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No apologies

Cannibal Corpse keeps its theater of cruelty intact



Depending on your viewpoint, Cannibal Corpse might be taken as black comedy for the sick and twisted, or as inspiration for the even sicker and more twisted. Their song titles suggest a Hollywood pitch session for SAW X: The TV Show, with tracks like "Meat Hook Sodomy," "Stripped, Raped and Strangled," and "Blunt Force Castration."

The latter imagines a sledgehammer to the groin (Next on America's Funniest Home Videos), with lyrics like "smash his scrotum sac ... gonads reduced to pulp ... sterile now left to bleed."

The band's approach was enough to make national news back in '95, when presidential candidate Bob Dole called out the legendary death metal quintet for their depravity alongside 2 Live Crew and Geto Boys.

Alex Webster still gets a hoot out of it. "A guy who is a political figure and knows every powerful person in Washington mentions our name — that just blows my mind. But am I offended by it? Of course not. I wouldn't expect anything else from someone in his position," says the bassist, one of the two founding members still with the band. (Drummer Paul Mazurkiewicz is the other.)

Of course, Webster makes no apologies for the lyrics. Nor does he believe they're funny — though he certainly understands the impulse to laugh when confronted with something as foul and graphically over-the-top as "Festering in the Crypt" or "Devoured by Vermin."

"Think about that poor guy who got his dick cut off and thrown in the garbage disposal by his wife. That's not funny. If it's really happening — and it did happen to this guy — it's not funny, it's terrible," says Webster. "Who knows why a human reaction to graphic violence is to think it's kind of humorous, but it's not. When you think about them actually happening, they're not funny at all. They're disgusting and disturbing, and we write about disgusting and disturbing things because it fits with music that captures that vibe."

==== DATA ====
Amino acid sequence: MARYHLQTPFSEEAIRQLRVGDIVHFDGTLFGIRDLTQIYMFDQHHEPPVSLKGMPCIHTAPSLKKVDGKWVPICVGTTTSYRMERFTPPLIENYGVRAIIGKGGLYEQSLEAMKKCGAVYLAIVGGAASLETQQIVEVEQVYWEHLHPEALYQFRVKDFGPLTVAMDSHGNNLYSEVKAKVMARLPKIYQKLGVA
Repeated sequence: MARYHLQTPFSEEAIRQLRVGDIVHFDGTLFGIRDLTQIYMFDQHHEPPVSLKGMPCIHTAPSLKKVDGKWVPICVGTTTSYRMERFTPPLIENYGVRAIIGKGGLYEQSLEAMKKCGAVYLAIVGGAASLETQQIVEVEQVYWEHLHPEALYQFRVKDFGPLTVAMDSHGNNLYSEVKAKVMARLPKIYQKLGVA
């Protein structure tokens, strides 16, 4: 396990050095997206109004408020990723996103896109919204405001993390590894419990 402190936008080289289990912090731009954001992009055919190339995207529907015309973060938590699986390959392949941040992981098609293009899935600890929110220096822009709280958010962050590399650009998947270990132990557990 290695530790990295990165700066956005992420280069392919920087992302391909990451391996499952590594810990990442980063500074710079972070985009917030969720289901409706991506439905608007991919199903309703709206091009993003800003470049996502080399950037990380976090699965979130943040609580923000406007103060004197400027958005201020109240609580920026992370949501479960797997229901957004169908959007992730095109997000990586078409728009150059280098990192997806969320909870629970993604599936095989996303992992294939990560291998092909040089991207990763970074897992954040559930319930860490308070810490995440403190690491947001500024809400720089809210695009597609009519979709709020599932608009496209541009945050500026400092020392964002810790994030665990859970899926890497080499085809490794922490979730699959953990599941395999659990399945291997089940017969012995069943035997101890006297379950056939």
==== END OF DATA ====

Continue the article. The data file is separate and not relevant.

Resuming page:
Certainly there's no argument there. Cannibal Corpse forge a malevolent tsunami of foreboding bass-heavy throb, with a martial pulse like an army's approach, thick crashing guitar chords, blasts of high-flying technical proficiency and, of course, the obligatory guttural vocal. It all coalesces in a surprisingly supple sound, with crispness and precision that cuts the darkness like a scalpel.

The furious attack and uncompromisingly grim tone have helped make them arguably the most popular act in the death metal genre. They're certainly the most enduring. Webster credits the 24 years and dozen albums they've put in — without more than two straight months off at any time — for helping cultivate their steadfast following. While many death metal acts withered on the vine during the fallow late '90s, Cannibal Corpse kept on pushing, and has seen no slackening among their dedicated fans.

The group is currently supporting its 12th LP, Torture, an album inspired, at least partially by The Book of Executions: An Encyclopedia of Methods of Judicial Execution.

"It's a cool book," says Webster of the inspiration for songs like "Strangulation Chair" and "Intestinal Crank."

"As people, we're anti-violence," insists Webster. "But as writers and entertainers, we do like to write about fictional violence in our songs. The same way I would assume that the people behind the SAW movies don't want any of that shit happening, we don't want any of the things in our songs to ever happen to any persons ever."

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